PHOENIX (Reuters) - Arizona Republicans introduced legislation on Thursday seeking to challenge the right to U.S. citizenship for children born in the state whose parents are illegal immigrants or other non-citizens.
The move by state legislators came the same day the sheriff for Phoenix and surrounding areas sent a force of 200 deputies and citizen volunteers on an immigration sweep, an action the controversial lawman has undertaken periodically since 2008.
Republicans introduced bills in the Arizona legislature that aim to provoke a legal review of the 14th amendment to the Constitution, which anchors citizenship rights for the children of immigrants.
The 14th Amendment guarantees citizenship to "all persons born or naturalized in the United States, and subject to the jurisdiction thereof."
It was adopted in 1868 after the U.S. Civil War to ensure citizenship for former African-American slaves.
The aim is "to trigger ... a Supreme Court review of the phrase 'subject to the jurisdiction thereof' in the 14th amendment," said Rep. John Kavanagh, one on the backers of the legislation.
It ultimately seeks "to deny citizenship to any child born of parents who are not citizens of the United States, be they illegal aliens, or foreigners on business or for tourist purposes," he added.
A total of four proposals were introduced, two in the state House of Representatives and two in the Senate, where Republicans have a majority.
Kavanagh said the legislation would likely come to a vote in several weeks, after legislators vote on the cash-strapped border state's budget.
In Phoenix, Maricopa County Sheriff Joe Arpaio on Thursday kicked off a sweep to crack down on illegal immigration.
Aside from his deputies, Arpaio also relied on volunteer members of a newly formed Illegal Immigration Enforcement Posse, who took to the streets in a two-day countywide operation targeting drop houses, drug activity and human smuggling, said sheriff's spokesman Sergeant Jesse Spurgin.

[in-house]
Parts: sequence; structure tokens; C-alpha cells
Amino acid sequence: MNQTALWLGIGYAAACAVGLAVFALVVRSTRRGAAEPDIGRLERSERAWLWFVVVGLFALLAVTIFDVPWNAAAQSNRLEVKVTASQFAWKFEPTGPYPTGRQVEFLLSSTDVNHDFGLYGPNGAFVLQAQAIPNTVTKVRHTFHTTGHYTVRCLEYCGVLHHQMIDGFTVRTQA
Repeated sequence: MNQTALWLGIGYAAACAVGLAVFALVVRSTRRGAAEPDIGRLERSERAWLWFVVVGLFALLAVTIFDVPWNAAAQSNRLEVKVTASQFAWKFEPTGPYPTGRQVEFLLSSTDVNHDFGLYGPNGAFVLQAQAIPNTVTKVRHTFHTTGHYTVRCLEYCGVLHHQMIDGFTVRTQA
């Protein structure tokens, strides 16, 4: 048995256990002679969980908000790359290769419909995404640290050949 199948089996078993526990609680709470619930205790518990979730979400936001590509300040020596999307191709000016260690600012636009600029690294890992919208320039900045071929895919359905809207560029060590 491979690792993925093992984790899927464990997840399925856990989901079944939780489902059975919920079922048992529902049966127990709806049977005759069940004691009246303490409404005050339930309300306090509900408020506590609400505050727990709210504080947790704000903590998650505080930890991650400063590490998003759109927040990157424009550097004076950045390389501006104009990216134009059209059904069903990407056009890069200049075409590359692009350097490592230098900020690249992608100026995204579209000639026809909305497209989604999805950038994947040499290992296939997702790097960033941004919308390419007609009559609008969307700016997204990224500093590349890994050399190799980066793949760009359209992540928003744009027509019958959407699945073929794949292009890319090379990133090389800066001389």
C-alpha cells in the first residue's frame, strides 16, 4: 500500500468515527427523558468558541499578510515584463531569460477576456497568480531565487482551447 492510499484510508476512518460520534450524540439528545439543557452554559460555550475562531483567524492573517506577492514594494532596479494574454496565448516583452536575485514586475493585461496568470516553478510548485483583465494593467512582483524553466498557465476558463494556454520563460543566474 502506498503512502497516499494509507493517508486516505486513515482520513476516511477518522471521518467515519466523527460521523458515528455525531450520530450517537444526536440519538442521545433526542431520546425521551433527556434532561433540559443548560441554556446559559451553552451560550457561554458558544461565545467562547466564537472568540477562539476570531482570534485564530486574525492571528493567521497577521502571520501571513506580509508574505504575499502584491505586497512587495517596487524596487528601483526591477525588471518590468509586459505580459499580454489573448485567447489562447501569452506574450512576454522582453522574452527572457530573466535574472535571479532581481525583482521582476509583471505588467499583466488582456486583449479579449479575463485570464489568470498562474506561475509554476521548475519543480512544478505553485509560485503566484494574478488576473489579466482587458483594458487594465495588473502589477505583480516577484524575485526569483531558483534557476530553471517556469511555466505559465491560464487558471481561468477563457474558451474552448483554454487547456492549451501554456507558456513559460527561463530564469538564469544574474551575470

Action flick star Steven Seagal is a member of the sheriff's posse, and he took part in the operation, Spurgin said. Twenty-two suspected illegal immigrants had been arrested by late Thursday, he said.
The legislation Arizona lawmakers introduced on Thursday is part of a coordinated drive by Republican legislators in several U.S. states that seeks to deny birthright citizenship to the children of illegal immigrants.
The National Conference of State Legislatures said Arizona is the sixth state this year to introduce legislation relating to birth records or birth certificates and the foreign born.
The current drive follows the desert state's tough immigration crackdown last year that required police to quiz those they suspected were in the country illegally about their immigration status. Key parts of the state law were blocked by a federal judge before they came into effect.
Arizona has appealed the ruling.
Also on Thursday, a citizens' group took out petitions to recall Arizona Senate President Russell Pearce, a high-profile Republican behind bills aimed at illegal immigrants.
Halina Reed, treasurer for Arizonans for Better Government, said the group opposes those bills. The petition needs to collect 7,756 signatures by May 27 to qualify for the ballot.
State Democrats slammed their Republican colleagues' latest proposal as a waste of "taxpayers' time and money" that would tie the state up in further costly litigation.
"Instead of focusing on jobs, the economy and a strong future for Arizona, (the backers of the law) want to get Arizona involved in another losing lawsuit," state Sen. Kyrsten Sinema said in a statement.
Editing by Alex Dobuzinskis and Jerry Norton